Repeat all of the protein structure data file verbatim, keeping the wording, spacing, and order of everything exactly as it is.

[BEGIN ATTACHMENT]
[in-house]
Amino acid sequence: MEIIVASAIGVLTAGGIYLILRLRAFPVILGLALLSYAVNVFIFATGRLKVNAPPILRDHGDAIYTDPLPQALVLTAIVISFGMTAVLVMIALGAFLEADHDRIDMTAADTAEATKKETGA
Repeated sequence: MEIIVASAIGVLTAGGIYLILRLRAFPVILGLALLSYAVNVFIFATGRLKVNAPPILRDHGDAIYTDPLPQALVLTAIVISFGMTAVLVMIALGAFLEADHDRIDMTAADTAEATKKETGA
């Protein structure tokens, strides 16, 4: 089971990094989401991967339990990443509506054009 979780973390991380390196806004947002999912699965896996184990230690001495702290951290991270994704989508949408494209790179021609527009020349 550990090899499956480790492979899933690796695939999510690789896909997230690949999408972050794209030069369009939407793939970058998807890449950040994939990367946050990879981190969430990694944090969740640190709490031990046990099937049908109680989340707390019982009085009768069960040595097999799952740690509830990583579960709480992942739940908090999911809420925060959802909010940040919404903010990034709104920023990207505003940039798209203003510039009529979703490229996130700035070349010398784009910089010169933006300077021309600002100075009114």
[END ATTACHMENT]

[in-house]
Amino acid sequence: MEIIVASAIGVLTAGGIYLILRLRAFPVILGLALLSYAVNVFIFATGRLKVNAPPILRDHGDAIYTDPLPQALVLTAIVISFGMTAVLVMIALGAFLEADHDRIDMTAADTAEATKKETGA
Repeated sequence: MEIIVASAIGVLTAGGIYLILRLRAFPVILGLALLSYAVNVFIFATGRLKVNAPPILRDHGDAIYTDPLPQALVLTAIVISFGMTAVLVMIALGAFLEADHDRIDMTAADTAEATKKETGA
């Protein structure tokens, strides 16, 4: 089971990094989401991967339990990443509506054009 979780973390991380390196806004947002999912699965896996184990230690001495702290951290991270994704989508949408494209790179021609527009020349 550990090899499956480790492979899933690796695939999510690789896909997230690949999408972050794209030069369009939407793939970058998807890449950040994939990367946050990879981190969430990694944090969740640190709490031990046990099937049908109680989340707390019982009085009768069960040595097999799952740690509830990583579960709480992942739940908090999911809420925060959802909010940040919404903010990034709104920023990207505003940039798209203003510039009529979703490229996130700035070349010398784009910089010169933006300077021309600002100075009114």